Let's say, for example, that you equip Microsoft Word with a plug-in like UBit Menu for those who hate the ribbon bar. Unless Bromium knew about it, this would look a lot like malware. Indeed, because of the way Bromium packages applications under management for use, end users wouldn't be able to install this sort of add-on; it would have to explicitly whitelisted and then included in the organization's Microsoft Word image.

The purposeful inclusion of the plug-in, however, lets Bromium know that the plug-in is not malware. It becomes a known good possible behavior for Microsoft Word. Compare this to, for example, a completely unknown ransomware payload that could execute using a flaw in Word when someone opens an e-mail attachment. Here you have the standard Word application opening, but then suddenly there are other executables occurring within the container space that have never before been classified. That's pretty clearly malware.

Bromium's combination of containerization and application behavior whitelisting makes for a powerful defensive capability. The questions that VMware needs to answer are: just how close to this has VMware come with AppDefense, and what is the currently envisioned evolution of capability for this product?

Desired state tools like Puppet can define a virtual machine's operating system environment. They can define which applications should live in that environment. It is certainly possible to build a "high level" solution that says "if you see any application installed in this VM that isn't in the manifest provided by the desired state tool, freak out and do something." There are plenty of these solutions on the market.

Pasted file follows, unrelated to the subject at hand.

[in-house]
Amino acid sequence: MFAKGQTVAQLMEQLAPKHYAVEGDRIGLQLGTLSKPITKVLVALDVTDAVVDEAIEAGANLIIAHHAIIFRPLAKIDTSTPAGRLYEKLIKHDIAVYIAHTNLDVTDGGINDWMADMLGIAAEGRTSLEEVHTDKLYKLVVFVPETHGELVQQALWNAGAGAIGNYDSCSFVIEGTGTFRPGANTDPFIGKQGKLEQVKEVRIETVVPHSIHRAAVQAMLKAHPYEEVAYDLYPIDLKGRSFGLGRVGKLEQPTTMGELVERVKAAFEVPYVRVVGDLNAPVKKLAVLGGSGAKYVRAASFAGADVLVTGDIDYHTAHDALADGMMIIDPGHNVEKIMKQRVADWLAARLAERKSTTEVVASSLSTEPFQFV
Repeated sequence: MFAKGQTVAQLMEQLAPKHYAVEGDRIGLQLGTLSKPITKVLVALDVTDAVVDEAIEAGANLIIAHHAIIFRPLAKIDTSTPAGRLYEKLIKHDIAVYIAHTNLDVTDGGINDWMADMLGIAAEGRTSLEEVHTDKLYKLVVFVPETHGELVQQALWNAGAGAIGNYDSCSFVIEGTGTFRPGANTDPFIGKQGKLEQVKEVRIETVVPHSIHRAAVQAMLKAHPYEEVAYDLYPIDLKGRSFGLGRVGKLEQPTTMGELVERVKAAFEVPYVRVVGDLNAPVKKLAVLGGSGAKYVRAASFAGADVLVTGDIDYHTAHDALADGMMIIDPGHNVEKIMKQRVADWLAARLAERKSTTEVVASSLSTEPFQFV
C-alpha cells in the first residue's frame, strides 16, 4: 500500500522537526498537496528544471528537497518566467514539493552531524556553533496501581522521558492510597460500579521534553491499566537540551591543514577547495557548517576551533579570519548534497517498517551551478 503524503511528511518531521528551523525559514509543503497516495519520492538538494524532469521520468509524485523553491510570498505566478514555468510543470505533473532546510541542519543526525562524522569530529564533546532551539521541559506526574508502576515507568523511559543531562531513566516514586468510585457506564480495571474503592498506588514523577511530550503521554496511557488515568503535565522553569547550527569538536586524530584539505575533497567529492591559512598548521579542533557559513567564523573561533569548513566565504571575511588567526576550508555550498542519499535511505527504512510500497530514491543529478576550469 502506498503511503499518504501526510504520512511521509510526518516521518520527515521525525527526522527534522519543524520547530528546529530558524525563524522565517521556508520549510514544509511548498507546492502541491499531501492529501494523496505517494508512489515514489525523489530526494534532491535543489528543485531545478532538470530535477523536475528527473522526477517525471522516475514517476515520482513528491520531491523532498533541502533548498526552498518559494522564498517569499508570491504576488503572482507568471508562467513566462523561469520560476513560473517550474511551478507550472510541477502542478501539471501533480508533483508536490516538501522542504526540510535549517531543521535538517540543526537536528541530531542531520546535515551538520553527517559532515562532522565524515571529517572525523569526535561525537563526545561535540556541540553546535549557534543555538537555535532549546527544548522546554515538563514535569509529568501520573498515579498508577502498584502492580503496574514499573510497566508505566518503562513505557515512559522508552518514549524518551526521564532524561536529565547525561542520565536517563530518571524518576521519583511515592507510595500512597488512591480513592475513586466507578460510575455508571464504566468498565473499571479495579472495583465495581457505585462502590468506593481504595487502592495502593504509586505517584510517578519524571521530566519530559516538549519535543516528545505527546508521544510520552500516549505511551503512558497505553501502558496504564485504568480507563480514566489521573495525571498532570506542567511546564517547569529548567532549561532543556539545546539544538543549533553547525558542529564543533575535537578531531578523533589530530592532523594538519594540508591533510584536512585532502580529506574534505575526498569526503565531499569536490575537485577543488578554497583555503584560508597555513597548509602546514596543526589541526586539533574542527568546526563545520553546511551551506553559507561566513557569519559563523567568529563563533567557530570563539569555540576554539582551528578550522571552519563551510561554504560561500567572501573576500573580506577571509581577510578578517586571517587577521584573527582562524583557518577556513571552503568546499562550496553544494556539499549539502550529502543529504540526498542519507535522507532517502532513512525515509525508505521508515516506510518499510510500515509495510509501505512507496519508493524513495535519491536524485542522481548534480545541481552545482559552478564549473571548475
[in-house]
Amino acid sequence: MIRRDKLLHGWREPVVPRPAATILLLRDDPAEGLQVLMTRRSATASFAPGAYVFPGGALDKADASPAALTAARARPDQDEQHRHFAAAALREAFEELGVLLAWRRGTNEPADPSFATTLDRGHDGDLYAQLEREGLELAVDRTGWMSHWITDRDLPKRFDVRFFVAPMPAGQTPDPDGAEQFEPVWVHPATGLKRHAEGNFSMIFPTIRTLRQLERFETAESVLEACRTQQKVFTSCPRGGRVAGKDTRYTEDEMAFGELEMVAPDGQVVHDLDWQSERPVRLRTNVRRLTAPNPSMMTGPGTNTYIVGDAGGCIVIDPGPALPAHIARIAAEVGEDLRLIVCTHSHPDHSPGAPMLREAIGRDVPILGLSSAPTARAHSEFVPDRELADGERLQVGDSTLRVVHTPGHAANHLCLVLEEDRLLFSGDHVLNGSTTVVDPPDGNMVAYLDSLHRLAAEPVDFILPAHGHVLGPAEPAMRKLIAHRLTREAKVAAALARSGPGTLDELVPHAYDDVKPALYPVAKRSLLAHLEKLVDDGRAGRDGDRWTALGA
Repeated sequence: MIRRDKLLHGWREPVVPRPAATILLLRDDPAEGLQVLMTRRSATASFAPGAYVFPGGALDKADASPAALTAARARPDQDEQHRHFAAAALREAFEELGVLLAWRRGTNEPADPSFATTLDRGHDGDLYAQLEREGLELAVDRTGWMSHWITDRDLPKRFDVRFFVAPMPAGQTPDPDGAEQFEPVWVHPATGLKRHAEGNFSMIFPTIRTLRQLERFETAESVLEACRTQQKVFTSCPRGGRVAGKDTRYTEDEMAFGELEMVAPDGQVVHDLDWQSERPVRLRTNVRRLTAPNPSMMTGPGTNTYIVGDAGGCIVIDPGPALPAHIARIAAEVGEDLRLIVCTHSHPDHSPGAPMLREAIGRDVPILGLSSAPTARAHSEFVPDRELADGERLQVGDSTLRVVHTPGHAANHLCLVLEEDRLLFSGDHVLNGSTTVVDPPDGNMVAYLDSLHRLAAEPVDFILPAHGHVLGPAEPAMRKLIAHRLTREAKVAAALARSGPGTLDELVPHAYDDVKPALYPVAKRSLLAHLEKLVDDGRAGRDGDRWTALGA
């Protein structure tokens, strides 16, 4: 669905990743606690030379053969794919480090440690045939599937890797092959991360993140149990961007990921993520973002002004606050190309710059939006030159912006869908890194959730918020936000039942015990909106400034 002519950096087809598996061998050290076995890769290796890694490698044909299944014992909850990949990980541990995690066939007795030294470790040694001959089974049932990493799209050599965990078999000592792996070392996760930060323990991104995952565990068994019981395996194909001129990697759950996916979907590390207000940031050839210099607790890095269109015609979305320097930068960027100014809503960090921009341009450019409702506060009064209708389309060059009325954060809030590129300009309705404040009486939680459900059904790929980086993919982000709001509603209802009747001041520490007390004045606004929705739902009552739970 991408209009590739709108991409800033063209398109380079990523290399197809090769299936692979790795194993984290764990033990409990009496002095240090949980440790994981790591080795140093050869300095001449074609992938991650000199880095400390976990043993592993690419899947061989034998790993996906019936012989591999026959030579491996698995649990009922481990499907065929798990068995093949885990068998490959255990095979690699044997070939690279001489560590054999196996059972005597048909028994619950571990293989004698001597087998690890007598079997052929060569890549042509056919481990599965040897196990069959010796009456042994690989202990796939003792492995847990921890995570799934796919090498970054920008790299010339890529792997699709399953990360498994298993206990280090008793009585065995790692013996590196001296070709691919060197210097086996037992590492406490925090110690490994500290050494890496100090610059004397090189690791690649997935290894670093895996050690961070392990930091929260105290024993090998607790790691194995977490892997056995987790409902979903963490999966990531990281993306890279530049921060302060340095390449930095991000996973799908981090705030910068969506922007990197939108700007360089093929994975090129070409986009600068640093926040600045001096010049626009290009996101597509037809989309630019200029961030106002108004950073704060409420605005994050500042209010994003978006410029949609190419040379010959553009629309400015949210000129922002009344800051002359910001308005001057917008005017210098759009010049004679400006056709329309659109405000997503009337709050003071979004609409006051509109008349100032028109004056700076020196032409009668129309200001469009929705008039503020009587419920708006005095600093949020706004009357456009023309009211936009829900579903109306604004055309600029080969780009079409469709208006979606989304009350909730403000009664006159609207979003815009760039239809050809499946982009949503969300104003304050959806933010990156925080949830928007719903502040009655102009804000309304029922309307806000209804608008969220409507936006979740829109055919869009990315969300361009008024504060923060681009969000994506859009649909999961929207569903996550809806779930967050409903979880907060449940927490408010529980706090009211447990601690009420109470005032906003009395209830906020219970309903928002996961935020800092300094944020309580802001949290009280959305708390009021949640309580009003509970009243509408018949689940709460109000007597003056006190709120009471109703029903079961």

How Deep Does It Go?
But just exactly how in-depth does VMware's AppDefense go, and how far does VMware plan to go? Does VMware's talk of "machine learning" mean that it will do Bromium-like snooping and whitelisting of application processes, investigating active libraries and even individual hooks for deviant behavior? Will AppDefense make use of VMware's patent for hot swapping operating systems out from under running applications?

VMware has a lot of technology, numerous partnerships and a great many patents that lend themselves to potentially becoming the most powerful security solution provider in the entire industry. Unfortunately, right at this moment, we don't know how much of that VMware is actually making use of.

Is AppDefense Bromium for Servers, and heading into novel territory using mind-blowing patents? Or is it little more than the equivalent of duct taping Kubernetes to Puppet for traditional VMs instead of containers? We'll keep asking VMware until we find out.

About the Author

Trevor Pott is a full-time nerd from Edmonton, Alberta, Canada. He splits his time between systems administration, technology writing, and consulting. As a consultant he helps Silicon Valley startups better understand systems administrators and how to sell to them.